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Court gives conspiracy theorist Alex Jones permission to liquidate assets

A federal bankruptcy judge in Texas on Friday gave permission to conspiracy theorist Alex Jones to start liquidating personal assets to pay off $1.5 billion owed following two defamation suits. File Photo by Kevin Dietsch/UPI
1 of 4 | A federal bankruptcy judge in Texas on Friday gave permission to conspiracy theorist Alex Jones to start liquidating personal assets to pay off $1.5 billion owed following two defamation suits. File Photo by Kevin Dietsch/UPI | License Photo

June 14 (UPI) -- A federal bankruptcy judge in Texas on Friday gave permission to conspiracy theorist Alex Jones to start liquidating personal assets to pay off $1.5 billion owed following two defamation suits.

Lawyers told bankruptcy judge Christopher Lopez those personal assets include Jones' $2.8 million Texas ranch.

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Jones in December of 2022 first filed for Chapter 11 bankruptcy in U.S. Bankruptcy Court for the Southern District of Texas.

After legal judgments, the 50-year-old owes $1.44 billion to the families of the 2012 mass shooting at Sandy Hook Elementary School in Newton, Conn. A gunman shot and killed 26 people at the school, including 20 children and six adult staff members.

The victims' families have accused Jones of attempting to transfer assets away from the media company he controls in order to avoid paying the judgment.

Jones for years propagated the conspiracy theory that the school shooting was a so-called false flag attack and that the victims were actors.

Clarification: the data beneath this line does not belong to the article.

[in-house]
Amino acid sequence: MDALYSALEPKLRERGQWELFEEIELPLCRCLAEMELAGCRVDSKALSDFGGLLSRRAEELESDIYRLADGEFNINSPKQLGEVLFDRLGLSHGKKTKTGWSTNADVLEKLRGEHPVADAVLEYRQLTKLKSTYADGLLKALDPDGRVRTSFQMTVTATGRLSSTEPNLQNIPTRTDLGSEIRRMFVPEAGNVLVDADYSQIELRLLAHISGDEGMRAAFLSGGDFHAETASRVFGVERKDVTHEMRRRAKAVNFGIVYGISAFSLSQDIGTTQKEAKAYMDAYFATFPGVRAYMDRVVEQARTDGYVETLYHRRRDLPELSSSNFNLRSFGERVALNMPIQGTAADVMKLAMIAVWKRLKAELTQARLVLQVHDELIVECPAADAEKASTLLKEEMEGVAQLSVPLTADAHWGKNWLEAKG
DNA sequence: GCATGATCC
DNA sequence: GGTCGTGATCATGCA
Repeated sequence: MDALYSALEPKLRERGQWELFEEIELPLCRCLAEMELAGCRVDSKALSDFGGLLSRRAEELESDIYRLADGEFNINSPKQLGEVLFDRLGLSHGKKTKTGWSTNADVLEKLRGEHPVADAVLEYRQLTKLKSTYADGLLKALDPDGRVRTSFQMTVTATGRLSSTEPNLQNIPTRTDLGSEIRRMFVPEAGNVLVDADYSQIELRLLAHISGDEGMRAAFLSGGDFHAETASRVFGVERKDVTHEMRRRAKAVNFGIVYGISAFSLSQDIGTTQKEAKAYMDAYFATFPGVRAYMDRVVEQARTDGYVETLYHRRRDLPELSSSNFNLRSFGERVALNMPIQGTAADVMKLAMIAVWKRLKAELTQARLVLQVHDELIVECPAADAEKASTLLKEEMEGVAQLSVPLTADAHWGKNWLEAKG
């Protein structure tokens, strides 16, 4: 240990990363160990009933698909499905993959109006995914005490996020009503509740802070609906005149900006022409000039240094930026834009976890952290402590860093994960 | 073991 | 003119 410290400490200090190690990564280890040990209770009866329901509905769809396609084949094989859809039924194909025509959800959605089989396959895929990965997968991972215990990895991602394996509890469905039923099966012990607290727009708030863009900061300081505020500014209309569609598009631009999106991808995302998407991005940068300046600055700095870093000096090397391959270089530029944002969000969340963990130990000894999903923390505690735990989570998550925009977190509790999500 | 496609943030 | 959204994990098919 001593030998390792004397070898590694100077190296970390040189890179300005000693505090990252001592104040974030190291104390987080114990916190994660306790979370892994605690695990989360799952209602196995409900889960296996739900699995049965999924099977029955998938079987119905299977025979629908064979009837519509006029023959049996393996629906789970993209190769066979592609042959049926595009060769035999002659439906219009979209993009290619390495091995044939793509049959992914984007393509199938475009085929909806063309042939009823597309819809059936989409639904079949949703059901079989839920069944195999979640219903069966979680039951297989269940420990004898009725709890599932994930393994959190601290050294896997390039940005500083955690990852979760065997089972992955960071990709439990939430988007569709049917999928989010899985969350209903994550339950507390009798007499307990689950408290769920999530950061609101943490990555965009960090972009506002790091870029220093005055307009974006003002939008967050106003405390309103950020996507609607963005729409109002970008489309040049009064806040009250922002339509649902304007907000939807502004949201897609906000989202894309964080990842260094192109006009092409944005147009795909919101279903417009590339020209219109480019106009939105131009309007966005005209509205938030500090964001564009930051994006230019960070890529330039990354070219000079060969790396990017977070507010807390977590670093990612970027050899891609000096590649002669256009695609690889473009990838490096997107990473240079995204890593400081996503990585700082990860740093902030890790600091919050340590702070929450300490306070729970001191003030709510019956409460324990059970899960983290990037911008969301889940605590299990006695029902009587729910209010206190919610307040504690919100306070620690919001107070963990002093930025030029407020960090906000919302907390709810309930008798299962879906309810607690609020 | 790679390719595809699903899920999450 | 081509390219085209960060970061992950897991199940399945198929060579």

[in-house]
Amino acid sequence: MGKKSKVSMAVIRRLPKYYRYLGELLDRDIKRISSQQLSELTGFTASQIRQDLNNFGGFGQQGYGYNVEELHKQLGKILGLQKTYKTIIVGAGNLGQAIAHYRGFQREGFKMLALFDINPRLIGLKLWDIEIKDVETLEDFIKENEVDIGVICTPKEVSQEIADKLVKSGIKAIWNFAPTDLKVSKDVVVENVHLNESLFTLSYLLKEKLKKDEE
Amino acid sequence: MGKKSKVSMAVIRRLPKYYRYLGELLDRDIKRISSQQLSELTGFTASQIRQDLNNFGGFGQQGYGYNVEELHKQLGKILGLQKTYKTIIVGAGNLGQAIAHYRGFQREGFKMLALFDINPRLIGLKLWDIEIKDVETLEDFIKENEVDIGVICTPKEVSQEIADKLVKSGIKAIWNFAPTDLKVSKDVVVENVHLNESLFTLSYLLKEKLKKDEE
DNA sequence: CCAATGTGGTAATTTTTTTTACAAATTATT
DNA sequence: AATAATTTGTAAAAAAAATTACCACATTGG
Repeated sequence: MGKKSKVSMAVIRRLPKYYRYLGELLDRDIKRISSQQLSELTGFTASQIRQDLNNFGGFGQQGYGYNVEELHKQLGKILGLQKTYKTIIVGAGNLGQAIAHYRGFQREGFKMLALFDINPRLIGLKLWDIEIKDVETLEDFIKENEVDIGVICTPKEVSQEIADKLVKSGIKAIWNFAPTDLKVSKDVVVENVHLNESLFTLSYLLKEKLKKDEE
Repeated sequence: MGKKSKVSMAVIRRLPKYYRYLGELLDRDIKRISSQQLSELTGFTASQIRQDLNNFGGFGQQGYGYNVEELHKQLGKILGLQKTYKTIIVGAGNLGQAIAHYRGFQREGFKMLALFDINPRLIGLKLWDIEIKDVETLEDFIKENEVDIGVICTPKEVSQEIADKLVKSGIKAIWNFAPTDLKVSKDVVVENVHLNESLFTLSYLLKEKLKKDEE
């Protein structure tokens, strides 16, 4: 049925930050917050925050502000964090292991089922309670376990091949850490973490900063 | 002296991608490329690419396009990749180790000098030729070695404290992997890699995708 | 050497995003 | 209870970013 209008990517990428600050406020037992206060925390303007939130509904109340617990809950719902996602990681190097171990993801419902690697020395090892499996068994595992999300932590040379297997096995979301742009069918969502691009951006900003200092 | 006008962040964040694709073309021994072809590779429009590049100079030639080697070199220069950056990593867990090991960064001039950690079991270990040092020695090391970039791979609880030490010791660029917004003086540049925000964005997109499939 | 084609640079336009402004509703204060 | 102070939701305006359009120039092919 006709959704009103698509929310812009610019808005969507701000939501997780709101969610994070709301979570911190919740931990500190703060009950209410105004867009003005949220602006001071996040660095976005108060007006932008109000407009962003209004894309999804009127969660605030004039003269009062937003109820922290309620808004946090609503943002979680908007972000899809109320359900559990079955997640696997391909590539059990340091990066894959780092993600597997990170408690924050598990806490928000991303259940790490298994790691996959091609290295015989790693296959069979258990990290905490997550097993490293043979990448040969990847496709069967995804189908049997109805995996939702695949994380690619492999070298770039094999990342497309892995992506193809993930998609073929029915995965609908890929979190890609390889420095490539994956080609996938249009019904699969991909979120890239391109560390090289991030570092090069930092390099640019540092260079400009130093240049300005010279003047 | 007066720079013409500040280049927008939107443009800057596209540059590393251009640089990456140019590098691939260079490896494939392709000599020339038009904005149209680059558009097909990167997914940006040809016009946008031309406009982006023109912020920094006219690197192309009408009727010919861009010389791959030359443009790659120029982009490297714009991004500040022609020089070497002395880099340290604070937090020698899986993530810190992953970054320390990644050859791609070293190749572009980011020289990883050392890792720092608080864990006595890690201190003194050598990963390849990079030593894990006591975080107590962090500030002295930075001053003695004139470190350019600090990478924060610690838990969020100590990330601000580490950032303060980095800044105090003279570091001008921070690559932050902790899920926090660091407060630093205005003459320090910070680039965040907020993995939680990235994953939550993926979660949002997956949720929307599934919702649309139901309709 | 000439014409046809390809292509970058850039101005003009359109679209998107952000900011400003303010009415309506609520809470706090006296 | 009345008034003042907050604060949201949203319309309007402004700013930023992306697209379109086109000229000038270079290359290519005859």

He was sued by family members and eventually found liable in separate lawsuits in Texas and Connecticut for spreading false stories on his radio and online show.

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The Infowars founder last week agreed in court to convert his Chapter 11 bankruptcy filing into a Chapter 7 liquidation of his personal assets.

Lopez on Friday appointed a trustee to oversee the process.

Jones last year told the court he had about $9 million in assets. At the time, a judge ruled he could not avoid paying the legal judgments by declaring bankruptcy.

Among Jones' other assets are Free Speech Systems, a media company that owns Infowars, which the native of Dallas founded in the late 1990s.

Free Speech Systems is also seeking bankruptcy protection.

Jones last week told Infowars listeners he has no assets and only can pay the $1.5 billion judgment with money earned through continued broadcasting and promotions.

Jones later admitted publicly that his claims of a false-flag attack were untrue.

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